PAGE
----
Saturday, September 27, 2014

Hanging Out With Fancy Accents

A captured moment of Jaime showing us
 the steam-machine power loom that was used in
the 1780s
As my class moves further into the history of the Industrial Revolution we are beginning to learn the horrid conditions of the factory workers, and their life and routine, in general. Last week we had an amazing opportunity of conversing with textile experts from the Museum of Science and Industry in Manchester, England. Below I will mention the awesome Google hangout our class had with 'dem accented folks from Manchester!

Yes, my class hung out with people from England, and yes, they did have fancy accents. When my class was introduced to this assignment, we were all super excited. Since we were going to talk to "experts", we had to have some idea what they were going to discuss with us. So in order to prepare for the chat, my class and I popped on their website and explored their online "Textiles Gallery" archive. My class and I read all about Richard Arkwright and his water frame, and the several textile designers who designed several fabrics. We then watched a quick introductory video on all the machines and the industry itself, by our "explainer", Jaime. As we watched the video, we kept a running list of words that we didn't know (which was a lot). Later, we did a quick Google search and defined the terms. There were several words I had never heard of, like Hopper Feeder Scutcher (try saying that in a English accent 3 times fast). Just so we wouldn't stare blank faced at Jaime we came up with a list of questions to ask him during the chat, mostly related to the textile industry, and the job of a museum curator.
Finally, after becoming "pros", the day of the awaited Google hangout arrived (on my birthday, in fact, what a nice present). After tackling a few technical issues, Jaime was on the smart-board explaining away. As he showed us all the machines used in the textile process, I realized how long the whole method took. Every employee's work counted into making the final product. We also saw the various improvements in the machines used and how fast they were being "updated"; beginning from the hand loom the industry increased production rates by introducing the power loom.  As the industry progressed forward machines got bigger, louder, and clunkier. In fact, the machines became less safe as more complex methods of cotton-making were popularized. It was sad to hear the various situations the child and women laborers had to work in- Jaime told us about the frequent accidents, harsh punishments, and the lack of food. There were so many children and women who died in the factories, that the mill owners hired orphans to perform the dangerous jobs, such as cleaning, knowing that they didn't have anyone who cared for them. It was also easier to pay them; only some food and a place to stay was more than enough. Along with some information about the textile industry, Jaime also talked a little about his career, and how he became interested in the field. He too became acquainted with the topic when he was young and always had an interest for the machines. I thought the machines were pretty cool, too!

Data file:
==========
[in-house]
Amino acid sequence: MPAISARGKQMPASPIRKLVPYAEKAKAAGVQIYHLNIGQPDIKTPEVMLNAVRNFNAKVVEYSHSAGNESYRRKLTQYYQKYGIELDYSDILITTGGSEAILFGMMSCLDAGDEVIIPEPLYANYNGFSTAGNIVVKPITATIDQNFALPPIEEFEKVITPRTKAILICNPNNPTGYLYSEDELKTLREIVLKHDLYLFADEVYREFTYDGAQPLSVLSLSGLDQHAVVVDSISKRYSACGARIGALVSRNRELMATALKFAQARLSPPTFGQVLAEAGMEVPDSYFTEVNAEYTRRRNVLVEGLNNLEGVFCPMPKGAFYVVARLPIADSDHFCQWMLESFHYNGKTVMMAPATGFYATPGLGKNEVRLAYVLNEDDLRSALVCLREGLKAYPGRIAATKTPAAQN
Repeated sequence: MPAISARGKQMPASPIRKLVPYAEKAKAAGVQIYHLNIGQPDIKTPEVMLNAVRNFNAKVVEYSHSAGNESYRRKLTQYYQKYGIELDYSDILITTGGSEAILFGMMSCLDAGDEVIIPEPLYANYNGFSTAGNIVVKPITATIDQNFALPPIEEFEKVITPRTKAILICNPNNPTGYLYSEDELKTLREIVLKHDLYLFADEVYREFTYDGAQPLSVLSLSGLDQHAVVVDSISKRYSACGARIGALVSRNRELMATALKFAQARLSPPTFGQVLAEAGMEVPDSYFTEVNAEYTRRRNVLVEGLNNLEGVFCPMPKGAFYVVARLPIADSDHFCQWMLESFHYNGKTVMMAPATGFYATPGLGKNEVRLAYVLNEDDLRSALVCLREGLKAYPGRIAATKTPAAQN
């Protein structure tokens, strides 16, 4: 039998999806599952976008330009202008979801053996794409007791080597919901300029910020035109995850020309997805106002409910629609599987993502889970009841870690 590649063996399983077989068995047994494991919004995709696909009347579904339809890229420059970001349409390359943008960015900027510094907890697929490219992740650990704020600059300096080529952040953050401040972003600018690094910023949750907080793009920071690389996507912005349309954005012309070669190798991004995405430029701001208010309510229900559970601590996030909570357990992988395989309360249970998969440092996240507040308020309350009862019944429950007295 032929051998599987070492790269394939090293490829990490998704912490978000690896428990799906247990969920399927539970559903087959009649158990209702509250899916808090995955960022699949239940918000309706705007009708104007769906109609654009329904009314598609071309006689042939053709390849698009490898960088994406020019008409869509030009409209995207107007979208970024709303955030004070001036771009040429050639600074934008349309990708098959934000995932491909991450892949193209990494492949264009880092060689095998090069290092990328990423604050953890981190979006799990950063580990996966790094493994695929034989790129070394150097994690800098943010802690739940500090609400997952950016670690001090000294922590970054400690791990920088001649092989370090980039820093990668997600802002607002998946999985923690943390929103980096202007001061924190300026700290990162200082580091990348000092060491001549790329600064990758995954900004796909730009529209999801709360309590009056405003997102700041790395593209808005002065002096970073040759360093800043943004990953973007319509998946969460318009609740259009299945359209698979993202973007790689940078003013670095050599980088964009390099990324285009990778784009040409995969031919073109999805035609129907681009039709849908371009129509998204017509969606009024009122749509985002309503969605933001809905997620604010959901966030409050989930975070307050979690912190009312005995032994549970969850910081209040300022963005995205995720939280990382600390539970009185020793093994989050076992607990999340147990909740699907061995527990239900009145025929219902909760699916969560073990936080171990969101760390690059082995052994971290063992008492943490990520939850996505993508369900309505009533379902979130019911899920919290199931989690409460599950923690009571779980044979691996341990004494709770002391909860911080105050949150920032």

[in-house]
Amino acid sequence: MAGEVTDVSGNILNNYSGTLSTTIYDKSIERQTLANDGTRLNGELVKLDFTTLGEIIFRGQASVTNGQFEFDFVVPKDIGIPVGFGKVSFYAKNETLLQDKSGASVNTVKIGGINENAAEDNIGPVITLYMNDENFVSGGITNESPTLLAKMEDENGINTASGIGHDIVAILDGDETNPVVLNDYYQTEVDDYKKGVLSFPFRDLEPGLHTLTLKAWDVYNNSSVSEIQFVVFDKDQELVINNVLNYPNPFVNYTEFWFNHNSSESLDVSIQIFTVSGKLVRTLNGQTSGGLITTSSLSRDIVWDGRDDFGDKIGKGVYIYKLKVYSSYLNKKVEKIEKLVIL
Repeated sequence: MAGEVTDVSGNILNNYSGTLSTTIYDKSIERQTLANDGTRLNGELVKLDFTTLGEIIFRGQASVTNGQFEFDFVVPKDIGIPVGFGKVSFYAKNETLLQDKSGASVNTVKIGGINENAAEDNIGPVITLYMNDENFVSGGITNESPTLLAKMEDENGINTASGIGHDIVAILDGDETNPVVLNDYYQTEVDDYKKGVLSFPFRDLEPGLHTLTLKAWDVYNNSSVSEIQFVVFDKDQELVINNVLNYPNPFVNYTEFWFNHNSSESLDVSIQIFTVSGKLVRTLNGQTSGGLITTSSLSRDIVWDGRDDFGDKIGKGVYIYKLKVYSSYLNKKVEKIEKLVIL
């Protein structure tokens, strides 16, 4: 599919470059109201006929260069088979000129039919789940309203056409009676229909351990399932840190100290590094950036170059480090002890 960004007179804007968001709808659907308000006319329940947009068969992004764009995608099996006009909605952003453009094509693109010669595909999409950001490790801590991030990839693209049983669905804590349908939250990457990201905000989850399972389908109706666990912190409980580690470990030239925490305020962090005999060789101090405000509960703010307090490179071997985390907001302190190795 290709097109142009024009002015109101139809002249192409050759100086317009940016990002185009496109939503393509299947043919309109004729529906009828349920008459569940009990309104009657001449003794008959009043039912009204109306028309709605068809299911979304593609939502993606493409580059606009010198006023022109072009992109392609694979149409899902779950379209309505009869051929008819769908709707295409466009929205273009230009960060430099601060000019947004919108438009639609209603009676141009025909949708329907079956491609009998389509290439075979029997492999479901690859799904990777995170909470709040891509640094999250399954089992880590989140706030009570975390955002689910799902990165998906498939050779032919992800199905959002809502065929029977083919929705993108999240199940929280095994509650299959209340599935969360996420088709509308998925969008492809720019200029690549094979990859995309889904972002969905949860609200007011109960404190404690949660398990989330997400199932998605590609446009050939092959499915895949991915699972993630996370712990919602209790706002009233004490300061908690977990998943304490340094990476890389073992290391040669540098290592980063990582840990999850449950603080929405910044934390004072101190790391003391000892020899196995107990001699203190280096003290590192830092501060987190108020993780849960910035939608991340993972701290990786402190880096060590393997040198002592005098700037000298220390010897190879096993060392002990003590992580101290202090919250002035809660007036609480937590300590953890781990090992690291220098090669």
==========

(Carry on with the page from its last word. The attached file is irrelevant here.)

Overall, I thought this whole experience was "enriching" to our minds. I thought it was a nice way to see the machines that were used in the olden days, and watch how they were operated. It gave us a more concrete idea of all the working conditions that were set for the laborers. It was a fun way to learn a lot about the industrial revolution and how the textile mills and factories played a part. I, personally, have never been in a class where we get to interact and learn with people from outside the school, let alone the country; and I can't wait to do more activities like this.

Thursday, September 18, 2014

Trying Out New Careers

My group's exhibit on Child Labor on display
Last week in history class, we switched out of our normal job of studious learning and became a museum curator...and visitor. My group of fellow museum curators, were given the task of "curating" child labor during the Industrial Revolution. Below I have written a few paragraphs about my new career experience.